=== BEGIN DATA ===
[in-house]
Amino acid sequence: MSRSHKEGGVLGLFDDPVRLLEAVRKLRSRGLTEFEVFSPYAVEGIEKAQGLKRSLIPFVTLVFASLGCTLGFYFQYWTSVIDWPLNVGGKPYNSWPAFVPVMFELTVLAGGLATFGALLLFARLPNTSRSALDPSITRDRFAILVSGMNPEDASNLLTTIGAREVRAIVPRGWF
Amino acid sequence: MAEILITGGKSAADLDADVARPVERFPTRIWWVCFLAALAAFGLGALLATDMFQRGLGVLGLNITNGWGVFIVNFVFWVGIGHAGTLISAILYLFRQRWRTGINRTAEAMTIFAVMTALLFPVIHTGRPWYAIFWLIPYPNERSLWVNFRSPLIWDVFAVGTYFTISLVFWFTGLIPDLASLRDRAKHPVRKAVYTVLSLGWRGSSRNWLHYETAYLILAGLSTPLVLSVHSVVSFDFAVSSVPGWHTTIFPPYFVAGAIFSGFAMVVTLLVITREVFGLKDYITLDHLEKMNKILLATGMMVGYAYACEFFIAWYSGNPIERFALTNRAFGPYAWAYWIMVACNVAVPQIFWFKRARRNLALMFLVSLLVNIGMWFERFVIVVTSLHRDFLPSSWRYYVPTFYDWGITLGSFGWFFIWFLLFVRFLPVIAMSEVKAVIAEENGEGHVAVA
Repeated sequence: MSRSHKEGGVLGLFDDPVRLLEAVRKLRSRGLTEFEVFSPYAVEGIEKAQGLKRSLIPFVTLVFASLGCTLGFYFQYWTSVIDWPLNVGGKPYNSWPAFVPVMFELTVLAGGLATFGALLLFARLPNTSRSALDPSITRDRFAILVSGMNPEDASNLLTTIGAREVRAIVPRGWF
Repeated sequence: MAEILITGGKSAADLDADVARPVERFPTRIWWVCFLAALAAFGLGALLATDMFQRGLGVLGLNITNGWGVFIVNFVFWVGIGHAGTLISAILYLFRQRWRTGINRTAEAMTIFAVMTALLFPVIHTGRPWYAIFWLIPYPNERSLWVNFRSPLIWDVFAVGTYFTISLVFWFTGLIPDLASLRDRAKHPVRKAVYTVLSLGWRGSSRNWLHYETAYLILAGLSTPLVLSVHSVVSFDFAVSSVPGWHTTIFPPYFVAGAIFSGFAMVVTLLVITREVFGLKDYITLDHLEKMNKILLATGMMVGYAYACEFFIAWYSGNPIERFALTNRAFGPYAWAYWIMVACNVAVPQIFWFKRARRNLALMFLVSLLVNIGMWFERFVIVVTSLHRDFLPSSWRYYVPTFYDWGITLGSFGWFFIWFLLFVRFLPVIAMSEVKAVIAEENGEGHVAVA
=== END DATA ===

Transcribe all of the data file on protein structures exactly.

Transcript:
[in-house]
Amino acid sequence: MSRSHKEGGVLGLFDDPVRLLEAVRKLRSRGLTEFEVFSPYAVEGIEKAQGLKRSLIPFVTLVFASLGCTLGFYFQYWTSVIDWPLNVGGKPYNSWPAFVPVMFELTVLAGGLATFGALLLFARLPNTSRSALDPSITRDRFAILVSGMNPEDASNLLTTIGAREVRAIVPRGWF
Amino acid sequence: MAEILITGGKSAADLDADVARPVERFPTRIWWVCFLAALAAFGLGALLATDMFQRGLGVLGLNITNGWGVFIVNFVFWVGIGHAGTLISAILYLFRQRWRTGINRTAEAMTIFAVMTALLFPVIHTGRPWYAIFWLIPYPNERSLWVNFRSPLIWDVFAVGTYFTISLVFWFTGLIPDLASLRDRAKHPVRKAVYTVLSLGWRGSSRNWLHYETAYLILAGLSTPLVLSVHSVVSFDFAVSSVPGWHTTIFPPYFVAGAIFSGFAMVVTLLVITREVFGLKDYITLDHLEKMNKILLATGMMVGYAYACEFFIAWYSGNPIERFALTNRAFGPYAWAYWIMVACNVAVPQIFWFKRARRNLALMFLVSLLVNIGMWFERFVIVVTSLHRDFLPSSWRYYVPTFYDWGITLGSFGWFFIWFLLFVRFLPVIAMSEVKAVIAEENGEGHVAVA
Repeated sequence: MSRSHKEGGVLGLFDDPVRLLEAVRKLRSRGLTEFEVFSPYAVEGIEKAQGLKRSLIPFVTLVFASLGCTLGFYFQYWTSVIDWPLNVGGKPYNSWPAFVPVMFELTVLAGGLATFGALLLFARLPNTSRSALDPSITRDRFAILVSGMNPEDASNLLTTIGAREVRAIVPRGWF
Repeated sequence: MAEILITGGKSAADLDADVARPVERFPTRIWWVCFLAALAAFGLGALLATDMFQRGLGVLGLNITNGWGVFIVNFVFWVGIGHAGTLISAILYLFRQRWRTGINRTAEAMTIFAVMTALLFPVIHTGRPWYAIFWLIPYPNERSLWVNFRSPLIWDVFAVGTYFTISLVFWFTGLIPDLASLRDRAKHPVRKAVYTVLSLGWRGSSRNWLHYETAYLILAGLSTPLVLSVHSVVSFDFAVSSVPGWHTTIFPPYFVAGAIFSGFAMVVTLLVITREVFGLKDYITLDHLEKMNKILLATGMMVGYAYACEFFIAWYSGNPIERFALTNRAFGPYAWAYWIMVACNVAVPQIFWFKRARRNLALMFLVSLLVNIGMWFERFVIVVTSLHRDFLPSSWRYYVPTFYDWGITLGSFGWFFIWFLLFVRFLPVIAMSEVKAVIAEENGEGHVAVA